What has made the dispute all the more troubling is that the number of homeless people in Sacramento may be on the rise. This year, as federal welfare reform takes effect, Sacramento must halt public assistance to 24,000 local families. “A thousand sounds like a lot,” says Chatfield of the people the charity feeds daily, “but compared to what’s coming down, it’s a drop in the bucket.”

Chatfield, a former Christian Brother, labor activist and real estate developer, thought he had found his calling when he took over the operation in 1987. “All the things I have learned in other careers have come together in this particular work,” he says. Loaves & Fishes had been feeding 175 people a day out of a skid-row bar. Under Chatfield’s leadership it has grown to encompass a wide array of services, including a drop-in center for runaway teenagers, a job-referral service and a drug-rehabilitation center.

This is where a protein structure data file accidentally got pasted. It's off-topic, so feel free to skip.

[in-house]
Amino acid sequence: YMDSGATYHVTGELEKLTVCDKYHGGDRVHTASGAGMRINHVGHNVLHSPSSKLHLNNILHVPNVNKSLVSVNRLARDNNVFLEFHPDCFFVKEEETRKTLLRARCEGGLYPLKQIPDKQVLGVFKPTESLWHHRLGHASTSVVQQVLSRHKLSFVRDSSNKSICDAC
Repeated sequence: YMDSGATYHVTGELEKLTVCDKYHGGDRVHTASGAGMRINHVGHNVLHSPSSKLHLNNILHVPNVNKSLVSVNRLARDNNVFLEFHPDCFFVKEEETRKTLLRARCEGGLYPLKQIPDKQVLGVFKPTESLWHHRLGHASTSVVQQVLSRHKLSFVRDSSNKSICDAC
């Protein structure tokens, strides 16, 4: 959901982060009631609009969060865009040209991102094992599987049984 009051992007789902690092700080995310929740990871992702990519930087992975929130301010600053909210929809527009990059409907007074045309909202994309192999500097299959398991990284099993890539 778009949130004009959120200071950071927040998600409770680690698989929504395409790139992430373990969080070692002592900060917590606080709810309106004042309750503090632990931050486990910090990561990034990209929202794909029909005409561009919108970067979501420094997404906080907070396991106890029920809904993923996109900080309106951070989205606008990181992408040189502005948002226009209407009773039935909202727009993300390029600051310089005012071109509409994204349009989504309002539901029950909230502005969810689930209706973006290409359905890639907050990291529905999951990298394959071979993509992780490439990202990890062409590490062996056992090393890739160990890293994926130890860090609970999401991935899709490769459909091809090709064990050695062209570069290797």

One beneficiary of the shelter’s good works is a 40-year-old African-American who wished to be identified only as P.W. “It’s thanks to Loaves & Fishes that I’m alive,” he says. “I was homeless in the Bay Area for years [but] I just got a job working in a warehouse at JCPenney.” Among other services, P.W. credits Loaves & Fishes’ job-placement resource center for helping him turn his life around.

Such heartwarming tales are less noticeable to the charity’s neighbors than the other factor that has accompanied its success: a growing homeless population that a few locals would rather see in someone else’s backyard. “Loaves & Fishes is a big pain,” says Kathleen Rivers. Two years ago she erected a wrought-iron fence in front of her family’s fastener business across the street from the compound to ward off the homeless people who would sleep in the company’s doorway. “There are customers who will not come down here anymore,” she adds.